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Applied Materials, Inc.'s (NASDAQ:AMAT) Fundamentals Look Pretty Strong: Could The Market Be Wrong About The Stock?

·3-min read

With its stock down 34% over the past three months, it is easy to disregard Applied Materials (NASDAQ:AMAT). However, stock prices are usually driven by a company’s financial performance over the long term, which in this case looks quite promising. Particularly, we will be paying attention to Applied Materials' ROE today.

ROE or return on equity is a useful tool to assess how effectively a company can generate returns on the investment it received from its shareholders. In simpler terms, it measures the profitability of a company in relation to shareholder's equity.

Check out our latest analysis for Applied Materials

How Is ROE Calculated?

The formula for return on equity is:

Return on Equity = Net Profit (from continuing operations) ÷ Shareholders' Equity

So, based on the above formula, the ROE for Applied Materials is:

58% = US$6.8b ÷ US$12b (Based on the trailing twelve months to May 2022).

The 'return' is the income the business earned over the last year. So, this means that for every $1 of its shareholder's investments, the company generates a profit of $0.58.

Why Is ROE Important For Earnings Growth?

So far, we've learned that ROE is a measure of a company's profitability. We now need to evaluate how much profit the company reinvests or "retains" for future growth which then gives us an idea about the growth potential of the company. Assuming all else is equal, companies that have both a higher return on equity and higher profit retention are usually the ones that have a higher growth rate when compared to companies that don't have the same features.

Applied Materials' Earnings Growth And 58% ROE

Firstly, we acknowledge that Applied Materials has a significantly high ROE. Secondly, even when compared to the industry average of 19% the company's ROE is quite impressive. This probably laid the groundwork for Applied Materials' moderate 16% net income growth seen over the past five years.

Next, on comparing with the industry net income growth, we found that Applied Materials' reported growth was lower than the industry growth of 24% in the same period, which is not something we like to see.

past-earnings-growth
past-earnings-growth

The basis for attaching value to a company is, to a great extent, tied to its earnings growth. It’s important for an investor to know whether the market has priced in the company's expected earnings growth (or decline). Doing so will help them establish if the stock's future looks promising or ominous. If you're wondering about Applied Materials''s valuation, check out this gauge of its price-to-earnings ratio, as compared to its industry.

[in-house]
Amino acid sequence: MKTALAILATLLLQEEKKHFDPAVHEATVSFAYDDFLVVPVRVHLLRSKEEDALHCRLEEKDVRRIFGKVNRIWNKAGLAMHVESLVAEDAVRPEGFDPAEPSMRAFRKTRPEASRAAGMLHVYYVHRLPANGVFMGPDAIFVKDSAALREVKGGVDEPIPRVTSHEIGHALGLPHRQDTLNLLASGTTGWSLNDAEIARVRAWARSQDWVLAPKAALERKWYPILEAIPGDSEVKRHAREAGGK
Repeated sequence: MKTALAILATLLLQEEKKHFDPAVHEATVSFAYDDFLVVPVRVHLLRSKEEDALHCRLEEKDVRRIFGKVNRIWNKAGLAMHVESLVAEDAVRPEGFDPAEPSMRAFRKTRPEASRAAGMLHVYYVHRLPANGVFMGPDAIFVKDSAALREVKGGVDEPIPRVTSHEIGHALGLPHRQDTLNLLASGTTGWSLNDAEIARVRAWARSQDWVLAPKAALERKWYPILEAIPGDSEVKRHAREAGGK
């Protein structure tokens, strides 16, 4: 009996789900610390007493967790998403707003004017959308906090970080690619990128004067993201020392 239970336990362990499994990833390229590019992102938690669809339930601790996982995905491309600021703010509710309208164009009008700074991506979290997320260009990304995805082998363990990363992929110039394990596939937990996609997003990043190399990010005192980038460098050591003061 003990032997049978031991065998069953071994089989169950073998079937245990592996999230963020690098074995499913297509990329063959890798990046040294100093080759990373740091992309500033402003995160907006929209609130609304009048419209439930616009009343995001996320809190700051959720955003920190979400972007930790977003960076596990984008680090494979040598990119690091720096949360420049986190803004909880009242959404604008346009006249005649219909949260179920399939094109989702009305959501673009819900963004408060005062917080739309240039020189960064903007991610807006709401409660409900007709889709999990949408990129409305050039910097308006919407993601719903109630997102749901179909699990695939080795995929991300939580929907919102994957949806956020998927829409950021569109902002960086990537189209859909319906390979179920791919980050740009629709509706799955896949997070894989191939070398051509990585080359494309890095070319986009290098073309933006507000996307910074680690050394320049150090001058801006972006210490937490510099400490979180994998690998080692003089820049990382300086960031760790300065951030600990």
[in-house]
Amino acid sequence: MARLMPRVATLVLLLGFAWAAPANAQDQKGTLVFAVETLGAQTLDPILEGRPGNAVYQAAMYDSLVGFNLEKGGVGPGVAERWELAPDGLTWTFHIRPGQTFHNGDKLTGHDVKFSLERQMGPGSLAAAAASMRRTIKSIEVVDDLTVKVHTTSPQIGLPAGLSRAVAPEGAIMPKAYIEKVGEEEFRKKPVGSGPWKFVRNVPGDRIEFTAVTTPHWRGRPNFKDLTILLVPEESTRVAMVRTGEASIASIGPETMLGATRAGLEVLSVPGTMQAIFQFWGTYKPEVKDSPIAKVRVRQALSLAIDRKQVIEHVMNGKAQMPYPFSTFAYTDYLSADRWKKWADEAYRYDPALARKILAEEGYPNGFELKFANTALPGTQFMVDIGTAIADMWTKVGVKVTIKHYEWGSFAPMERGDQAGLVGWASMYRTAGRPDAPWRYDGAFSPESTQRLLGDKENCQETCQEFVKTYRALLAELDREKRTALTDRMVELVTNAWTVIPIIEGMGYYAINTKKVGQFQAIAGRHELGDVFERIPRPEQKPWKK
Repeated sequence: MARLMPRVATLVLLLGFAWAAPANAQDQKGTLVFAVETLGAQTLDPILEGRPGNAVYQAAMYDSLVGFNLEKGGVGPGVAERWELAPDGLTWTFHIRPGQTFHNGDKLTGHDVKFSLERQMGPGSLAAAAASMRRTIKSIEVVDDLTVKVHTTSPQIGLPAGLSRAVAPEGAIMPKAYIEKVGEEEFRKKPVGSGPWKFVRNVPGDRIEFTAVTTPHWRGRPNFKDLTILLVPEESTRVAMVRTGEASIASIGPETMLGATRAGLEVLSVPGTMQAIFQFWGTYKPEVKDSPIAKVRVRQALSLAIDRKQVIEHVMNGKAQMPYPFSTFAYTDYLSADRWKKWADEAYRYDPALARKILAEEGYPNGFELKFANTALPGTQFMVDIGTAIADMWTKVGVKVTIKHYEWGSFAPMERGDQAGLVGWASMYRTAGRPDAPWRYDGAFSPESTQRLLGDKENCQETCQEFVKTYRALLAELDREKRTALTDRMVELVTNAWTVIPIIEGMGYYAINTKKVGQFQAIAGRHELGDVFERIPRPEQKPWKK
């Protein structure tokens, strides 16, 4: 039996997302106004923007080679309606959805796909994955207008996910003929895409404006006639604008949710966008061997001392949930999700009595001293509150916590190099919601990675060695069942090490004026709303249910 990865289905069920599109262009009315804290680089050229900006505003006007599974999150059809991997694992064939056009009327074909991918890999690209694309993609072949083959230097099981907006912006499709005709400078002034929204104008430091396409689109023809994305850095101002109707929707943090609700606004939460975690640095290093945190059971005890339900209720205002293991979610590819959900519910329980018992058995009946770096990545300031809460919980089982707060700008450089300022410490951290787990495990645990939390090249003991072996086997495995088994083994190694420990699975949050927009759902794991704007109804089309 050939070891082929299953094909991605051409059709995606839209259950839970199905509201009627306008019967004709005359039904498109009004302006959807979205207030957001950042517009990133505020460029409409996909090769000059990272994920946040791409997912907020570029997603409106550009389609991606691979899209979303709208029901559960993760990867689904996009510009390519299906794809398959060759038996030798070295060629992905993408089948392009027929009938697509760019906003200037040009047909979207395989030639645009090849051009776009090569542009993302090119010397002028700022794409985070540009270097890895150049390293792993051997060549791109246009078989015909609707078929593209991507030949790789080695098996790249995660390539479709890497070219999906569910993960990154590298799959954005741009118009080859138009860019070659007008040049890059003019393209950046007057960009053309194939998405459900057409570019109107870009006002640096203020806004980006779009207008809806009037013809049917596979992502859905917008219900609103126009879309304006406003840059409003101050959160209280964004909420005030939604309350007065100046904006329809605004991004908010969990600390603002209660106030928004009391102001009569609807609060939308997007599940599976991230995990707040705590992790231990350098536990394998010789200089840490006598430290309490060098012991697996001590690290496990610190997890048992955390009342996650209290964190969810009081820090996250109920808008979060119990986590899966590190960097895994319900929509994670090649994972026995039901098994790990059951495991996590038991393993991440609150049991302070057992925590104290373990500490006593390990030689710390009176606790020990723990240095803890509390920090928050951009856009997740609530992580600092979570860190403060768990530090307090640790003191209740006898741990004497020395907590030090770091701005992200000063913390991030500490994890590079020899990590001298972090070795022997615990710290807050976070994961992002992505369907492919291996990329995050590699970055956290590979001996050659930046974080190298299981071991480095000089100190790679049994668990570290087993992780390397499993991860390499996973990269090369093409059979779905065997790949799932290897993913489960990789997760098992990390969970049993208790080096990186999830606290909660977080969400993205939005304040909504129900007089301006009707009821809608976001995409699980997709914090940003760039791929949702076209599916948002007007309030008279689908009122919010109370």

Is Applied Materials Using Its Retained Earnings Effectively?

In Applied Materials' case, its respectable earnings growth can probably be explained by its low three-year median payout ratio of 21% (or a retention ratio of 79%), which suggests that the company is investing most of its profits to grow its business.

Moreover, Applied Materials is determined to keep sharing its profits with shareholders which we infer from its long history of paying a dividend for at least ten years. Upon studying the latest analysts' consensus data, we found that the company's future payout ratio is expected to drop to 13% over the next three years. However, the company's ROE is not expected to change by much despite the lower expected payout ratio.

Summary

Overall, we are quite pleased with Applied Materials' performance. Particularly, we like that the company is reinvesting heavily into its business, and at a high rate of return. As a result, the decent growth in its earnings is not surprising. With that said, the latest industry analyst forecasts reveal that the company's earnings growth is expected to slow down. To know more about the latest analysts predictions for the company, check out this visualization of analyst forecasts for the company.

Have feedback on this article? Concerned about the content? Get in touch with us directly. Alternatively, email editorial-team (at) simplywallst.com.

This article by Simply Wall St is general in nature. We provide commentary based on historical data and analyst forecasts only using an unbiased methodology and our articles are not intended to be financial advice. It does not constitute a recommendation to buy or sell any stock, and does not take account of your objectives, or your financial situation. We aim to bring you long-term focused analysis driven by fundamental data. Note that our analysis may not factor in the latest price-sensitive company announcements or qualitative material. Simply Wall St has no position in any stocks mentioned.